The next morning we headed north, first visiting San Antonio (known for wood carving workshops) and then on and up to Zuleta (famous for embroidery). We continued north and west, winding our way through the medium-sized city of Ibarra and finding the right road to bring us to Urcuqui. For over a decade I'd been hearing about a former Peace Corps nurse who most recently opened a restaurant with her Ecuadorian husband. We found the place in time for lunch and managed to have short chat with Sarah. She envisioned this cafe as a nice hobby in retirement has turned into a booming business serving up to 100 lunches a day. Hosting yoga classes in the mornings and jazz at night,
Chachimbiro Hot Springs
Ahhh!!! Hot mineral water gushes forth, soothing sore muscles. Hacienda Chachimbiro is a favorite thermal spa 2 hrs north of Quito.
El Arbol de la Vida acts as a community center, filling a need in this new-ish University town - Yachay University was established less than five years ago by the Ecuadorian government as a cutting edge technological school.
From there it was just a hop, skip and a jump to Hacienda Chachimbiro, one of my favorite Hot Spring Complexes! There was a large group of people there when we arrived (two busloads of Colombian health workers on a junket) but they were just finishing their visit and for the most part we had both the lower and the upper pools to ourselves. Ahhh!!! Heavenly! Poweful waterfall jets of hot hot water massage the shoulders and back, warm and cooler pools for swimming or relaxing, a sauna and steam room with stellar views of the valley below...all for $5 admission! It didn't start pouring down rain until right when we were ready to leave...soggy dash to the truck!
The next morning we checked out of our rental house and made our way to a volcanic lake called Cuicocha. It was a brilliantly sunny
Gorgeous garden paths lead to cozy cabañas, complete with fireplaces!
morning, the perfect weather to join a boat tour out to the middle of the lake where we saw swaying algae patches over warm jets of water that seep up from the bottom...volcanic bubbling! After lunch in Otavalo (we loved the sandwich shop where we'd eaten with Marianne so we went back!) we checked into Casa Mojanda, an elegant mountainside inn owned by my dear friend Betti. Our gorgeous suite with fireplace offered stunning views from every window. We set off on hike to a nearby waterfall but I wimped out when the trail got steep and muddy and there was also a cow blocking the way. So we enjoyed a walk with the hotel dogs around the inn´s amazing gardens and then a sunset soak in the woodfire heated wooden barrel hot tub. Ahh! Totally relaxed for an exquisite gourmet dinner served fireside and then just pour me into bed!
The next morning we were served a huge multi-course breakfast followed by extended good-byes with Betti which meant we arrived a little bit later than planned to the Otavalo animal market. There were not too many large animals left but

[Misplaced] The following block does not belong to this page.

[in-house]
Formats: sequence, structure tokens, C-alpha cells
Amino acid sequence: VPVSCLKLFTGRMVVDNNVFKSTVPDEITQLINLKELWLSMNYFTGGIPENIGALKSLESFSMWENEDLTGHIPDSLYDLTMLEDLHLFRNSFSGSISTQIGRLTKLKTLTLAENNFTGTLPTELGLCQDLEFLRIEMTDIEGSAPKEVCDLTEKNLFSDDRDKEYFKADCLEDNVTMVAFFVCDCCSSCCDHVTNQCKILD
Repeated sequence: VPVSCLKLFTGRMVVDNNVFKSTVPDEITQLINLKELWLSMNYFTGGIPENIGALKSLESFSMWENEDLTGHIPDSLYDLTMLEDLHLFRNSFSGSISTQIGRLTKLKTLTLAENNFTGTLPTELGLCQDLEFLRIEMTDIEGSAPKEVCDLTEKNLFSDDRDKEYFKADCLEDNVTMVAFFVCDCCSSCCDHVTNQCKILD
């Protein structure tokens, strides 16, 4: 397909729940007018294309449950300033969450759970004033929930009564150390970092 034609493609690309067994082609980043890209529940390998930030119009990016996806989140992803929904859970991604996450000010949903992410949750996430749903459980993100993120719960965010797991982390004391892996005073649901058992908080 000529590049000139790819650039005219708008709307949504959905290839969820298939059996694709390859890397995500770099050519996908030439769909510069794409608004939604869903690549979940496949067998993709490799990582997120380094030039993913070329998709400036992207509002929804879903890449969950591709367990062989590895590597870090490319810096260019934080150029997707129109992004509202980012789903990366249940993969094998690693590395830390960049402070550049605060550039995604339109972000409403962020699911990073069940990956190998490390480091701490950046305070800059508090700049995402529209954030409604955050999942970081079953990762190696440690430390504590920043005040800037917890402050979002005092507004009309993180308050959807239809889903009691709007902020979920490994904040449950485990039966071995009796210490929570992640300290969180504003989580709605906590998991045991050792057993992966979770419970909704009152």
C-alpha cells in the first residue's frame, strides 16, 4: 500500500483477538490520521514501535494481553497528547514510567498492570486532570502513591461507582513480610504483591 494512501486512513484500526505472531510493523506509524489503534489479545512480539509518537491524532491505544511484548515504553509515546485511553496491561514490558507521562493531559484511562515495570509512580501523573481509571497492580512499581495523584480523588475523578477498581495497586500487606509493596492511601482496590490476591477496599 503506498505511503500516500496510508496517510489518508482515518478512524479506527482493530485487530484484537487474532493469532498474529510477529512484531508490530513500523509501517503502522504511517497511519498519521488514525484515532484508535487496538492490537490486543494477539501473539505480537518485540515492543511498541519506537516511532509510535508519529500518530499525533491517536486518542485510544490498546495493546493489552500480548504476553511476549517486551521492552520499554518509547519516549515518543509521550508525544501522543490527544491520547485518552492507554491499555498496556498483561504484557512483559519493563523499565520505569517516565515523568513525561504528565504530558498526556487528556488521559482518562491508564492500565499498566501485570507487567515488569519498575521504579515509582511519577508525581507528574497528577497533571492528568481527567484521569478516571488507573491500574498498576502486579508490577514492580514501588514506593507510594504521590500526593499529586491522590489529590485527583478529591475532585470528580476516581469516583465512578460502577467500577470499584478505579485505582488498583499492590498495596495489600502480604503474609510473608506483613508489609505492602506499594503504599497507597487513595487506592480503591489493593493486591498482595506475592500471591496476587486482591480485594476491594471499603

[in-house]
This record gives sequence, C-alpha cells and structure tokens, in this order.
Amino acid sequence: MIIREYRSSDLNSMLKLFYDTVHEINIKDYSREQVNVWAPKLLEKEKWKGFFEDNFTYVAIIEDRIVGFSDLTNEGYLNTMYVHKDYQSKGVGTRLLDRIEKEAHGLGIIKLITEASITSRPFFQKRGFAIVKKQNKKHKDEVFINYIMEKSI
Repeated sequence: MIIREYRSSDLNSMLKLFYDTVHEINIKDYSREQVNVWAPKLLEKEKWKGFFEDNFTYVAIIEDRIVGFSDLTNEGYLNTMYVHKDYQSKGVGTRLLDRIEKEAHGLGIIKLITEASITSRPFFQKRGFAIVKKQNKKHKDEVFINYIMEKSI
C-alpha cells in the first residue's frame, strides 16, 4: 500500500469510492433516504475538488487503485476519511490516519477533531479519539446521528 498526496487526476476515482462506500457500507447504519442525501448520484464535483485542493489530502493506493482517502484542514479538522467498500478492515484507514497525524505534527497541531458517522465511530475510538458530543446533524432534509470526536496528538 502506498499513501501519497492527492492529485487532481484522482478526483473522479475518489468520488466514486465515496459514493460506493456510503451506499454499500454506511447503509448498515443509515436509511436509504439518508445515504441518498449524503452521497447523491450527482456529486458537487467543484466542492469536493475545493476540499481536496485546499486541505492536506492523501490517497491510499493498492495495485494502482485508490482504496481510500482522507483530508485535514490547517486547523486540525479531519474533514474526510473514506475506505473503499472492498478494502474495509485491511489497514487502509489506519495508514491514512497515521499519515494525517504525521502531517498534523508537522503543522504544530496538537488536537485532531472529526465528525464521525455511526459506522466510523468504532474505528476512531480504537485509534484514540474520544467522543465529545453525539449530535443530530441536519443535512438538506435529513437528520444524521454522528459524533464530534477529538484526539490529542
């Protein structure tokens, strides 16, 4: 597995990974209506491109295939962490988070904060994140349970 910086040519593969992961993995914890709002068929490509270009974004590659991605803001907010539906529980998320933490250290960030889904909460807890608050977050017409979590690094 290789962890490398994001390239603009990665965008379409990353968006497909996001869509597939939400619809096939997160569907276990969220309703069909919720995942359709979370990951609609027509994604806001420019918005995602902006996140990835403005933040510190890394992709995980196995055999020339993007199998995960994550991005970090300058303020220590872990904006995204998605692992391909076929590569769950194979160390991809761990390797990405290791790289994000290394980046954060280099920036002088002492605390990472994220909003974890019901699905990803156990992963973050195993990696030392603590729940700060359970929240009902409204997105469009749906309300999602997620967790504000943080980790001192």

At the Otavalo animal market we admired the women in traditional dress. Here Michelle is getting fitted with a fine strand of coral colored beads.
still plenty of activity with lots of indigenous vendors in their finest traditional dress. We asked two salesgals if we could take a picture. I offered 50 cents and they said, NO! They wanted 50 cents each so they could buy ice cream! I found some great woven cotton fabric for future curtains as well as a sumptuous braided rag rug made from the fleece trimmings leftover from a booming pajama trade! CiCi loves this cover on her cushy dog bed!
We continued on to Tucanopy where Michelle did a rainforest hike and zipline adventure while I loaded up the truck with things that Tamasine had left when she was a volunteer there. Since I know the owners of this Eco Reserve I was pleased to hear that they'd be joining us for dinner. What I didn't realize was that in honor of Mother's Day they had also invited about 20 more people (including lots of raucous kids). I did not have the energy for a big crowd but was hungry since we hadn't eaten lunch. So I waited for the lasagna to bubble and brown and in the woodfire oven
Posing for an Ice Cream
These two gals agreed to have their foto taken only if we'd give them each 50 cents (so they could buy an helado, they said).
and then snuck off to sleep almost immediately after eating!
After a yummy breakfast featuring homemade jam for the freshly baked bread, we made the short drive over to Mindo. We found adequate budget lodging at El Eden - we got two separate cabañas for $15 each. A bumpy unpaved drive across the river led us to the tarabita cable car which flies over a stunning, dramatic valley. On the far side of the gorge we set off on a hike to a waterfall but my knee was starting to really bother me (lots of driving, lots of shifting the past few days) so again I wimped out and Michelle continued on down to the falls. Afterwards, we stopped for a picnic breakfast at a hummingbird overlook and then wandered around the cute little town. A highlight for Michelle was the chocolate tour, complete with tasting.
Early start the next day to make the 5 hr drive all the way back to Baños, stopping several times along the way. The first stop was at Pululagua Crater, a collapsed caldera that now houses rich farmland.
Cascada Pailon del Diablo
Michelle and I hiked down to these amazing falls. No matter how many times I visit Pailon, this remarkable wonder never ceases to thrill me!
Then we stopped at Inti Ñan museum at Mitad del Mundo (Middle of the World). This is my favorite of the equator museums as it has examples of houses and cultures from around the country. Our drive back south took us through Quito where we picked up Shana to give her a lift back to Baños.
When I first began planning with Michelle for her visit, I thought I'd have a guest room to offer her but in the interim I found a long-term renter for the front house so I gave her my small house at the back and I slept over at Shana's. We had some relaxing downtime in Baños, Michelle hanging in my rooftop hammock trying to finish up her huge book so she could leave it with me (she succeeded!) I took her around to my favorite viewpoints and gorges and we had some lovely meals out -- Baños has really varied cuisine since it's such a tourist hub. We soaked in the hot springs, walked with the dogs and had a generally low-key time in Baños.
Our 14 yr old tour guide at the CERFA Orchid Gardens, Mishel, was Michelle's "tocaya" (they share the same name). Lovely young woman.